Whatever your question, we are here for you.
Can I have a Trial of Labor After Cesarean (TOLAC) at a birth center?
- Our Certified Nurse-Midwives spend a lot of time with their clients
- Breath of Life has a birth class specially-designed to help prepare you for a TOLAC at Morton Plant
- The entire staff supports your choice to have a TOLAC
- All blood draws are done on-site
- Ultrasounds are available on-site
Am I eligible for Birth Center Care?
First, check and see if your insurance company will pay for you to be cared for at Breath of Life. Most do — you can see the list here — and if not, we have special payment plans for self-paying clients.
Next, let’s look at your health. Most pregnant women who are low-risk and meet specific guidelines can be cared for and give birth at Breath of Life Birth Center. But some women with certain pre-existing medical conditions, or medical conditions that arise in pregnancy or labor, may be prohibited by state guidelines to receive care from a birth center, or for medical reasons, it might be decided that a birth center is a less than optimal choice for the type of care a higher-risk woman might need.
Florida’s Agency for Health Care Administration has a list of conditions that would require a birth center client to transfer to the care of a physician. Keep in mind that just because a condition is listed here doesn’t automatically mean a woman can’t have her baby here. Each situation is considered on a case-by-case basis, so give us a call and you can speak with one of our Registered Nurses about your particular situation.
These are the guidelines and medical criteria Florida birth centers use to determine whether a birth center is the ideal setting for a pregnant woman’s prenatal care, labor and birth:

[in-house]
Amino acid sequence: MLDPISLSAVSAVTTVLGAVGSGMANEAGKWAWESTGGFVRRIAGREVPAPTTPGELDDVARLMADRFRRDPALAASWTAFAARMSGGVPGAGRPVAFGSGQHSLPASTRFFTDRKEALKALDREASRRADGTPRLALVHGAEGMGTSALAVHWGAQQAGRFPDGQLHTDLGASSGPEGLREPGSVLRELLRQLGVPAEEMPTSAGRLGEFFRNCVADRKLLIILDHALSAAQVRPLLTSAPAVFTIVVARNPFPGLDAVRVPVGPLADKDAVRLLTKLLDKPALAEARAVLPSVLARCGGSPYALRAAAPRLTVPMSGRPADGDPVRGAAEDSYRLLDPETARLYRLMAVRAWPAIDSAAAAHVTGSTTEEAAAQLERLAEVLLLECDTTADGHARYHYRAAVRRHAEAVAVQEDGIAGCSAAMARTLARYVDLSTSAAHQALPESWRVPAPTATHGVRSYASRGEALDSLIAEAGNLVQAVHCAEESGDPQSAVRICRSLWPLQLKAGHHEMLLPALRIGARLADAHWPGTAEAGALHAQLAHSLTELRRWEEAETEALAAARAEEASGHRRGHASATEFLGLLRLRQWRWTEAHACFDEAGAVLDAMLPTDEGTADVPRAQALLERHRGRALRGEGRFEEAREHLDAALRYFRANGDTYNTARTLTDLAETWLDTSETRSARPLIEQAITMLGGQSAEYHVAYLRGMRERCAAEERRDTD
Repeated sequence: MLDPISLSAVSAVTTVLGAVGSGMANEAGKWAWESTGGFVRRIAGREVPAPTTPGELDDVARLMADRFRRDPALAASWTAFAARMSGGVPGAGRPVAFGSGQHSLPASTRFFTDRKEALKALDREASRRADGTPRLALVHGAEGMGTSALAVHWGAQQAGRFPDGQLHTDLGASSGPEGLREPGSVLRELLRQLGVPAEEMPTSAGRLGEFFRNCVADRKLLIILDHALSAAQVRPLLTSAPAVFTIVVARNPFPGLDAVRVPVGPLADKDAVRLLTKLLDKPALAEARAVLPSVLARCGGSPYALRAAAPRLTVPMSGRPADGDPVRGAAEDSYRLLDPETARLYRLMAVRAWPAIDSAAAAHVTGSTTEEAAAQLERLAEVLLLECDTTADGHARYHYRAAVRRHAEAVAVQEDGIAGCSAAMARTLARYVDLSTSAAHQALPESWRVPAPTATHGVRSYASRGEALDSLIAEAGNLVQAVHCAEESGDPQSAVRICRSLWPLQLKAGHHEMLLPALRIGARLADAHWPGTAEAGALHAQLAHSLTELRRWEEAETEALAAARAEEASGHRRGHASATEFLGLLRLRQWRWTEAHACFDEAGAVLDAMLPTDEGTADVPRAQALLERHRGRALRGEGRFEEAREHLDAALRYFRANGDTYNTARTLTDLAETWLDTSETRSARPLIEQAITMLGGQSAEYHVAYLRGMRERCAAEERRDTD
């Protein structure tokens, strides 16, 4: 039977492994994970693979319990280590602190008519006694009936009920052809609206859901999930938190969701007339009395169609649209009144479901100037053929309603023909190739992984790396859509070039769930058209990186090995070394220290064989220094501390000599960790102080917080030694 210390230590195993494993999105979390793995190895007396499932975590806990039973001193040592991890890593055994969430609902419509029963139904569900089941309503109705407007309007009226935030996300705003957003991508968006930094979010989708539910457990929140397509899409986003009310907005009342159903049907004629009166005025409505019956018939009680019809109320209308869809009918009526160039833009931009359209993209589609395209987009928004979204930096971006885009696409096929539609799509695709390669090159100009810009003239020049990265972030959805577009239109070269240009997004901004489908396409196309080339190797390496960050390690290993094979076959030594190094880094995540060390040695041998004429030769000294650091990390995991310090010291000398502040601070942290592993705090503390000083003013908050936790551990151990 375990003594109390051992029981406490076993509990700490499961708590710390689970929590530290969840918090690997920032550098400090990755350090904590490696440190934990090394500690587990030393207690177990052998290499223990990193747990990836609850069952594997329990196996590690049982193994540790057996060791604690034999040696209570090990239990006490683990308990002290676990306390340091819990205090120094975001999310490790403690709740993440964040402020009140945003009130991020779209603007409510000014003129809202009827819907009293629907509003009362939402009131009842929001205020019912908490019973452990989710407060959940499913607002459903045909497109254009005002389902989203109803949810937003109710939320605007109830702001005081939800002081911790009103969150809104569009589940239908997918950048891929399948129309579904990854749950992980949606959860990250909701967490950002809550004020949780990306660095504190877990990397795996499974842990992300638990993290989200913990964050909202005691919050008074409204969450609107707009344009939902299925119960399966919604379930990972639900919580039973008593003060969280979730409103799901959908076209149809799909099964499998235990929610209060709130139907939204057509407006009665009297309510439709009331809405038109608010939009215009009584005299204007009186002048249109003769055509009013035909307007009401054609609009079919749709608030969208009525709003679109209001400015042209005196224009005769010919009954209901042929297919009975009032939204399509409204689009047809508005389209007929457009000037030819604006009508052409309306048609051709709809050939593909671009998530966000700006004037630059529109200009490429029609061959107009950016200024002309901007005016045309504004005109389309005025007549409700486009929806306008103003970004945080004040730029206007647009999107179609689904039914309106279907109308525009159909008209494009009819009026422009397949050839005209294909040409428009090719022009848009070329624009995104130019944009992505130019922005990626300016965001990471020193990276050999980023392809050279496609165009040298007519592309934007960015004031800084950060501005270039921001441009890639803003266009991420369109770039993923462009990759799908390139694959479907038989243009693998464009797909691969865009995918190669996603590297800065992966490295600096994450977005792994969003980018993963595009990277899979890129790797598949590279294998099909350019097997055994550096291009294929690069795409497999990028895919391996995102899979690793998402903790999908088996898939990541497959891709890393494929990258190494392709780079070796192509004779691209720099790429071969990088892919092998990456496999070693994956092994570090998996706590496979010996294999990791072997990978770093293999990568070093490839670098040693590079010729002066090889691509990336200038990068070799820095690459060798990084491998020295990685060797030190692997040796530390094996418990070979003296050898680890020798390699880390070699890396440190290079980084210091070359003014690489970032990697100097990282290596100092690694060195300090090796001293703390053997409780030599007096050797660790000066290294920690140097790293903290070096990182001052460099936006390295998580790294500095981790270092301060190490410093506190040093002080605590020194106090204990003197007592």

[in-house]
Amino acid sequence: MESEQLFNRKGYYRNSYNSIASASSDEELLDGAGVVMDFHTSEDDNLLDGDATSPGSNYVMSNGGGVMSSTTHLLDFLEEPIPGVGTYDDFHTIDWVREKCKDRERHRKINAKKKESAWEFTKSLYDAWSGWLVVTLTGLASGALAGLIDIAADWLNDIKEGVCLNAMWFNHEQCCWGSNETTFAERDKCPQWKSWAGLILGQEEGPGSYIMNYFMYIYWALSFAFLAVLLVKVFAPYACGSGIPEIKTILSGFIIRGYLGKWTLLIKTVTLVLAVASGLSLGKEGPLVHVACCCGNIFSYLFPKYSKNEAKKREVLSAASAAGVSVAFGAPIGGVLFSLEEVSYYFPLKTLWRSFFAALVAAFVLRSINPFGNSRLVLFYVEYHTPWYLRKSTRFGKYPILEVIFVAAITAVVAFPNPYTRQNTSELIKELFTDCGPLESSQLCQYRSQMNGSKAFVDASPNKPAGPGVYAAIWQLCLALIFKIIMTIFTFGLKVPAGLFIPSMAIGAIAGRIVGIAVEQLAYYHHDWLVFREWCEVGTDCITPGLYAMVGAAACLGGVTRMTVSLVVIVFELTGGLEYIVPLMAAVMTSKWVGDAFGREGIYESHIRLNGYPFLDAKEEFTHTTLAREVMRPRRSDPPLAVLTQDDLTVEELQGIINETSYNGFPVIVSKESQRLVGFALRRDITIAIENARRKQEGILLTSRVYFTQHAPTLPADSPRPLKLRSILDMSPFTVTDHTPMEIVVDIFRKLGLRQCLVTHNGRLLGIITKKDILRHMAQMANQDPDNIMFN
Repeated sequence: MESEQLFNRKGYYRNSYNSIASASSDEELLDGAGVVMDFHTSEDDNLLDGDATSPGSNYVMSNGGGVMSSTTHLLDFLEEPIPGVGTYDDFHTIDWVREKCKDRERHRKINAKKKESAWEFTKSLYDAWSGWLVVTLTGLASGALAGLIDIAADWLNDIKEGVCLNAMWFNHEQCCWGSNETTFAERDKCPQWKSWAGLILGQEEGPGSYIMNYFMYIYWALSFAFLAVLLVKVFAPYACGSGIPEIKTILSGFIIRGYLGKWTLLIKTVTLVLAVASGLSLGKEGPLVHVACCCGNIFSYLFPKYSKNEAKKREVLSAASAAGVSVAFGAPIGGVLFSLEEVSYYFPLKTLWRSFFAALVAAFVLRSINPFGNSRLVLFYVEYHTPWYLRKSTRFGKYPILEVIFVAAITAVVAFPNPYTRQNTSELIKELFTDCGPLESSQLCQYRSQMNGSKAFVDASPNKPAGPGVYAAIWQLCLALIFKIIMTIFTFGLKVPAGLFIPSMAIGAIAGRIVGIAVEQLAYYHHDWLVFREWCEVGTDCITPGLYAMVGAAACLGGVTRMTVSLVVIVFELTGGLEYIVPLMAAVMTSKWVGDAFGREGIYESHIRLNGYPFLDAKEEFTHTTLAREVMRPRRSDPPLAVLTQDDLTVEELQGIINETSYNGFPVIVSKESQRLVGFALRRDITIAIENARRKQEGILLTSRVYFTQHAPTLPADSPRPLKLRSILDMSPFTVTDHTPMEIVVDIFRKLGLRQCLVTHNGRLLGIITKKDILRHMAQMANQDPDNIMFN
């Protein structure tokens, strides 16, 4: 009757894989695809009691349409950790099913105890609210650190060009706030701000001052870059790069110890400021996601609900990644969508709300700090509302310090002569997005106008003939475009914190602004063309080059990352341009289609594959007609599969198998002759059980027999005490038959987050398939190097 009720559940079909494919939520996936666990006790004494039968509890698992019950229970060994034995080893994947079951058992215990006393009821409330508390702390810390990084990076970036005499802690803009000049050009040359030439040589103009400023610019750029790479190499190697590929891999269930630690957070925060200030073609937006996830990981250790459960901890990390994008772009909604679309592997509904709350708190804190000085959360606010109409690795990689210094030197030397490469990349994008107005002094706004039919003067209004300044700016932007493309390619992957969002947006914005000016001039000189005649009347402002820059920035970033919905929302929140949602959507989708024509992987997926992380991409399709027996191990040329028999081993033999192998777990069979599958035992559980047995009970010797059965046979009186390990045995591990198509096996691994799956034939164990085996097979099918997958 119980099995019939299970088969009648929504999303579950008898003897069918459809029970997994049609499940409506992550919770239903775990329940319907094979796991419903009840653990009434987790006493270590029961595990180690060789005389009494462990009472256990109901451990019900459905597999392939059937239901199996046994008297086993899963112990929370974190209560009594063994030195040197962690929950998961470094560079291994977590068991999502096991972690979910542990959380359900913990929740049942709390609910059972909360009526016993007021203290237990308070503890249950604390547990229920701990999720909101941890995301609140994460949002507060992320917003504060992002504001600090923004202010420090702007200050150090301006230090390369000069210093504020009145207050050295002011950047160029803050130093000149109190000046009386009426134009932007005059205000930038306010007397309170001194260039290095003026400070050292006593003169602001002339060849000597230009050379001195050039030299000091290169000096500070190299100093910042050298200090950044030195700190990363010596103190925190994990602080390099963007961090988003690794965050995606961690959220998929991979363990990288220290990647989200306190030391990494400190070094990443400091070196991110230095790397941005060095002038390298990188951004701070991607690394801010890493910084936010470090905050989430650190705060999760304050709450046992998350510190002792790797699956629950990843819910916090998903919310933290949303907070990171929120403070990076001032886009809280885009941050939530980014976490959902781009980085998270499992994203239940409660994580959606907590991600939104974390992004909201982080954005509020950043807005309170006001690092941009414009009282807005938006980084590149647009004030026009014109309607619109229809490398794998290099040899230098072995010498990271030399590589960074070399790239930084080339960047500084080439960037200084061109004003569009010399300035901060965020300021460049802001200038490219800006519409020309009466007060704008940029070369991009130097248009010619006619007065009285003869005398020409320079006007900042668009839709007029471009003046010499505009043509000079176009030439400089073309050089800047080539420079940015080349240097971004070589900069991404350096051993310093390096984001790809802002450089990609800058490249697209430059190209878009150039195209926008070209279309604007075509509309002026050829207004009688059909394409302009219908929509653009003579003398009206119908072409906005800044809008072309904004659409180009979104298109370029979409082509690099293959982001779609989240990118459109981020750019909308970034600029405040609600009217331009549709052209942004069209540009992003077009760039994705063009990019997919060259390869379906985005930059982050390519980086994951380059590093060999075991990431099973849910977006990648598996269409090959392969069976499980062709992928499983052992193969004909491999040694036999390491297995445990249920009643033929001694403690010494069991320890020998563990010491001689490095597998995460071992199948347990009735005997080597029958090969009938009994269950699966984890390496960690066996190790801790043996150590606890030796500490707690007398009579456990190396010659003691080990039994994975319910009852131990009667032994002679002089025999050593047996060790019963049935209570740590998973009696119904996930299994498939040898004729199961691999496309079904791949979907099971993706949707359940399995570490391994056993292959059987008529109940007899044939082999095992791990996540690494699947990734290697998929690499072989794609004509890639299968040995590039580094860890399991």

- Client must be considered low-risk at the initial evaluation
- Age limits are determined on an individual basis
- Major medical problems include but are not limited to:
- Chronic hypertension, heart disease, or pulmonary embolus
- Congenital heart defects assessed as pathological by a cardiologist, placing mother and/or fetus at risk
- Severe renal disease
- Drug addiction or required use of anticonvulsant drugs
- Diabetes mellitus or thyroid disease which is not maintained in a euthyroid state
- Bleeding disorder or hemolytic disease
- Previous history of significant obstetrical complications include but are not limited to:
- Previous Cesarean birth or other uterine wall surgery
- Rh sensitization
- Seven or more term pregnancies
- Previous placenta abruption
- Significant signs or symptoms of:
- Hypertensive disorders, such as preexisting hypertension, gestational hypertension, preeclampsia, eclampsia, HELLP syndrome
- Poly or oligo hydramnios
- Certain placental disorders or infections
- Malformed fetus
- Multiple gestation
- Intrauterine growth restriction
- Fetal distress
- Alcoholism or drug addiction
Will my insurance pay for it?
Our insurance providers include:
◦CIGNA (except CIGNA BayCare)
◦Florida Blue (BCBS)
◦First Health Network
◦UnitedHealthOne (Golden Rule)
◦Veterans Administration Fee-for-Service Benefits
Medicaid Managed Care Plan: Staywell Health Plan
I don’t have insurance. How much does it cost?
We believe the quality of personalized care and attention received at Breath of Life is worth the investment. Midwives and birth centers enjoy better health outcomes for mothers and babies than hospital care. There is no comparison!
Are maternity and newborn care the most costly hospital conditions in the U.S.?
Due to the technology-intensive style of care, hospital charges for maternity care for mothers and newborns far exceed charges for any other hospital condition at over $100 billion/year in the U.S.
• Rising Cesarean Section rates … most common operating room procedure in U.S.
• Six of the ten most common hospital procedures in the country are maternity-related (1)
• Tampa Bay area has a C-Section rate of 35-40% (2); World Health Organization recommends 5-10% C-Section rate (3)
Birth center care facilitates physiologic childbirth which is less costly. Care is provided in an outpatient setting and is an excellent value for health care dollars.
How do I contact you?
For general questions and inquiries, you can call us at the office (727-216-1420) Monday through Friday from 9 AM to 5 PM. For our midwifery clients (during pregnancy and up to six weeks postpartum), a paging system is in place through our answering service should you need us for emergencies or labor after business hours and on weekends (Answering Service: 727-777-6860).
I would like to have my baby born at home. Do you offer home birth services?